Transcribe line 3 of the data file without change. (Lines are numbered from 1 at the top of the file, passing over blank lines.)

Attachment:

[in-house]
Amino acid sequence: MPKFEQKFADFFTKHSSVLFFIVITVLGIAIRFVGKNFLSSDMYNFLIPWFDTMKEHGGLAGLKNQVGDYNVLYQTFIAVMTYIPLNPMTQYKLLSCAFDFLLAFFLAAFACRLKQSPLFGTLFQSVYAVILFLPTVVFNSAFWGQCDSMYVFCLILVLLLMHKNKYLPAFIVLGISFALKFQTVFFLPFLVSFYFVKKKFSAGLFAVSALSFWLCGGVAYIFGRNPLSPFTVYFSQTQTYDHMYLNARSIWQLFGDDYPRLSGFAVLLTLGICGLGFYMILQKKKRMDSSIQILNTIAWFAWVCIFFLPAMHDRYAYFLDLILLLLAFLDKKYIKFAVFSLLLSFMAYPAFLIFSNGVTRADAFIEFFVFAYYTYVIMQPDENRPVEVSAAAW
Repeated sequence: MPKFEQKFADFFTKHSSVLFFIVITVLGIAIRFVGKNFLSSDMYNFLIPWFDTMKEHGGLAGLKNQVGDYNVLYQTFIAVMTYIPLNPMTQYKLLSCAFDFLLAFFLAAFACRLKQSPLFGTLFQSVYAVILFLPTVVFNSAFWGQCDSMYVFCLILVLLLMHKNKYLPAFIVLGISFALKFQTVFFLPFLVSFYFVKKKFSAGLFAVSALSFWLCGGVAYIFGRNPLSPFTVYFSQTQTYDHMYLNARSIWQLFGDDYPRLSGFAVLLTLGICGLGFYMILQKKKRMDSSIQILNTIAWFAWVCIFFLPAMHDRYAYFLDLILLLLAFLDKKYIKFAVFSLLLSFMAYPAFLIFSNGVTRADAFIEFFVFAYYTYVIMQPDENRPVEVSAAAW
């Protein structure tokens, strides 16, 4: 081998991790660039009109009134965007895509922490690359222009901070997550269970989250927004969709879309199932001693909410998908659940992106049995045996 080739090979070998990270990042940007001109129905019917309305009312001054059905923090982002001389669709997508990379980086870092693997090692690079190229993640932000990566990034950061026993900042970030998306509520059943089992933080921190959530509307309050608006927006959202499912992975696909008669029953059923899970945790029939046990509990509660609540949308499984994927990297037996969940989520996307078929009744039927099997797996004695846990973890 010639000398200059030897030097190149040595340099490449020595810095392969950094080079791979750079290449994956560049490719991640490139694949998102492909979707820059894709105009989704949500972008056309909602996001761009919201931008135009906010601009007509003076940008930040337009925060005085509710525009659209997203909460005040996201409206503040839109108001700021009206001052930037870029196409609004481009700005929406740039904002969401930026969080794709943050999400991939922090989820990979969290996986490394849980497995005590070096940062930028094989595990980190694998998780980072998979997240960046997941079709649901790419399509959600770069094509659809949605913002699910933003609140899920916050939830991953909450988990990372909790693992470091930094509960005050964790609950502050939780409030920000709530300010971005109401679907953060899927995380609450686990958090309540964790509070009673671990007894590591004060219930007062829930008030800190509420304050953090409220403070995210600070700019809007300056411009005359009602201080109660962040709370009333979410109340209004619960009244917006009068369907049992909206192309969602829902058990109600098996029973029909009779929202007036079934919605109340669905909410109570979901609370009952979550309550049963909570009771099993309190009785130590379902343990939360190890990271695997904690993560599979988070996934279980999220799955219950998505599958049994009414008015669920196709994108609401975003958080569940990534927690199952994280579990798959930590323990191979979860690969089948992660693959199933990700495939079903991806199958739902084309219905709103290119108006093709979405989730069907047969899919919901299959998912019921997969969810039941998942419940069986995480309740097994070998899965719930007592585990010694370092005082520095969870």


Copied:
Repeated sequence: MPKFEQKFADFFTKHSSVLFFIVITVLGIAIRFVGKNFLSSDMYNFLIPWFDTMKEHGGLAGLKNQVGDYNVLYQTFIAVMTYIPLNPMTQYKLLSCAFDFLLAFFLAAFACRLKQSPLFGTLFQSVYAVILFLPTVVFNSAFWGQCDSMYVFCLILVLLLMHKNKYLPAFIVLGISFALKFQTVFFLPFLVSFYFVKKKFSAGLFAVSALSFWLCGGVAYIFGRNPLSPFTVYFSQTQTYDHMYLNARSIWQLFGDDYPRLSGFAVLLTLGICGLGFYMILQKKKRMDSSIQILNTIAWFAWVCIFFLPAMHDRYAYFLDLILLLLAFLDKKYIKFAVFSLLLSFMAYPAFLIFSNGVTRADAFIEFFVFAYYTYVIMQPDENRPVEVSAAAW